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Nigerian Sound Artist Emeka Ogboh Brings His Lagos Danfo Bus To NYC

Nigerian sound artist Emeka Ogboh brings his Lagos Danfo bus to NYC for a special installment at "Meet The Africa Center" in Harlem.

Last month we profiled the work of Emeka Ogboh and his Lagos Soundscapes. The Nigerian sound artist is in New York this week and brought the vibrant, active sounds of a Lagos Danfo bus along for a one-day installation at the "Meet The Africa Center" event this Saturday in Harlem (where Okayafrica is also curating a stage). Comparable to NYC's iconic yellow taxi's, Danfo buses are emblematic to Lagos public transport. In his installation titled Lagos State of Mind II, Ogboh installs the intensity and diversity of sounds from Lagos in and around a Volkswagen Danfo bus. Accompanying the sounds on exhibit is a photographic tour of the bus driving through NYC's historic African-American neighborhoods and iconic landmarks such as the Apollo and the Empire State Building. Through audio-visual components, Ogboh will be taking visitors on a vivid, trans-national journey between Lagos and New York City. In an interview with Another Africa Ogboh explains:


"A lot of people would consider Lagos’ soundscape as being very noisy, and they’d call it noise. But I stopped calling it noise since I started listening to it... When I relocated the soundscapes to my studio, I started hearing and feeling them as compositions, something that could be musical. And when you feel the multilayer aspect of it, you start paying attention to individual elements in the soundscape like the bus conductor, the hawker, the vehicle noise or the sounds of the horns…you start breaking it down into different components, elements, and it looks like a symphony or orchestra. So it has a kind of musical connotation for me, it can feel like poetry and not a chaotic noise."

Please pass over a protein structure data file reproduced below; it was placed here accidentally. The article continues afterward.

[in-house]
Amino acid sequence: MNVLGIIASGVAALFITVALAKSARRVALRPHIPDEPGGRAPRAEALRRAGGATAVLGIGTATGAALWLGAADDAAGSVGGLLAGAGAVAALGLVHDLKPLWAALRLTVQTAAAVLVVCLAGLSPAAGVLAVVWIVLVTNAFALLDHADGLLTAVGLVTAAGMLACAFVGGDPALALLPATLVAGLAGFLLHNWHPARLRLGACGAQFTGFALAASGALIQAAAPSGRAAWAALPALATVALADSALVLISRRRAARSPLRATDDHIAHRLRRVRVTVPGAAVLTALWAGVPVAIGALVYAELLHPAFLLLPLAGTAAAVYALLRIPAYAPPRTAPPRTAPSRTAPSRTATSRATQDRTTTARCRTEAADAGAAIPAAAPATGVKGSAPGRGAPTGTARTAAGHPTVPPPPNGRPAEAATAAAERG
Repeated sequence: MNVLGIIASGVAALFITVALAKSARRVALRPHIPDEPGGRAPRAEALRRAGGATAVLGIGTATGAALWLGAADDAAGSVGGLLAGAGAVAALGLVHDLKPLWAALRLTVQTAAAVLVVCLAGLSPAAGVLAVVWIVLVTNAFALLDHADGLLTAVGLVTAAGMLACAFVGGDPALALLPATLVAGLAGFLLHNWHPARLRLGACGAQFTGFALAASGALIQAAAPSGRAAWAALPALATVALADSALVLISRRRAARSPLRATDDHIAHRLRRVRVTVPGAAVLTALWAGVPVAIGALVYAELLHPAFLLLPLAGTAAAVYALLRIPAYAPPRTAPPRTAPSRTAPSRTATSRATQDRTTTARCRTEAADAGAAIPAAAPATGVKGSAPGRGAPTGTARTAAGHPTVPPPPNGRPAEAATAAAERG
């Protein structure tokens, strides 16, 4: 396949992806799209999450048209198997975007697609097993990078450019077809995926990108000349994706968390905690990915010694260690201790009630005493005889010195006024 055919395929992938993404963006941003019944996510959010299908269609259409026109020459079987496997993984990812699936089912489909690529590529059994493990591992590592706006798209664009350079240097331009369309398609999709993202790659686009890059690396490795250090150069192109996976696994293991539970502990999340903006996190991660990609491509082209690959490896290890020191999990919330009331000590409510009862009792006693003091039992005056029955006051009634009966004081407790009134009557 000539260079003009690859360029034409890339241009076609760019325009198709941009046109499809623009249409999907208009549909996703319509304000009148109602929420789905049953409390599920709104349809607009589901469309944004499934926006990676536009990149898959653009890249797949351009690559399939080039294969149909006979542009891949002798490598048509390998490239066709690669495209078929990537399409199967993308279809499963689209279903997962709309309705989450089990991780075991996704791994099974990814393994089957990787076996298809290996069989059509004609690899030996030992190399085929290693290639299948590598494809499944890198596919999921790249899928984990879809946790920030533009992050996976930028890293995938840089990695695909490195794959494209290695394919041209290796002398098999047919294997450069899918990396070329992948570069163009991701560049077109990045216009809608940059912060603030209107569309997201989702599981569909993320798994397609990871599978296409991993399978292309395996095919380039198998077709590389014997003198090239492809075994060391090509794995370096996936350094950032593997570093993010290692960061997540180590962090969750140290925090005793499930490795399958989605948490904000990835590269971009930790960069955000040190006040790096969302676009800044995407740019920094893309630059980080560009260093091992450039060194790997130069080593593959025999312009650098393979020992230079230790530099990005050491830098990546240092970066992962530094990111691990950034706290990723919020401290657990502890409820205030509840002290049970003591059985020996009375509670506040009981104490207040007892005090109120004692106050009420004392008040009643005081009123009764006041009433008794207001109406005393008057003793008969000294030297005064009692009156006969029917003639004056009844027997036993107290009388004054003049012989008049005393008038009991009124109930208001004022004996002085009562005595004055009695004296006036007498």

As an artist, Ogboh works primarily with sound and video, sharing his ability to interpret isolated noise into a multitude of metropolitan compositions. His past works include Verbal Maps of Ojuelegba, which features a Lagos Danfo bus driver calling out the Ojuelegba route, and The Ambivalence of 1960, an audio collage of early Nigerian politicians and their hopes for a decolonized Nigeria which was recently showcased at Casino Luxembourg. For a glimpse of what to expect Saturday check out Ogboh's Lagos State of Mind and pictures from his photographic tour of NYC below, or click here for more Lagos Soundscapes.

Join Okayafrica this Saturday, September 20th, at "Meet The Africa Center" in Harlem, featuring art by Emeka Ogboh and Beninese conceptual artist Meschac Gaba, dance by the Dance Theatre of Harlem, food trucks, and the Okayafrica Stage with live performances from Sierra Leone’s Janka Nabay and the Bubu Gang (with special guest Bajah from Bajah + The Dry Eye Crew) and Chop And Quench (The Fela! Band) plus DJ sets from Rich Medina, DJ Underdog, and DJ Birane (Côte d’Ivoire), and so much more. Find out more on the Africa Center here.

>>>Find Out More Details On "Meet The Africa Center" (Sat., Sept. 20th in Harlem)

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Photo by KOLA SULAIMON/AFP via Getty Image

#EndSARS: 1 Year Later And It's Business As Usual For The Nigerian Government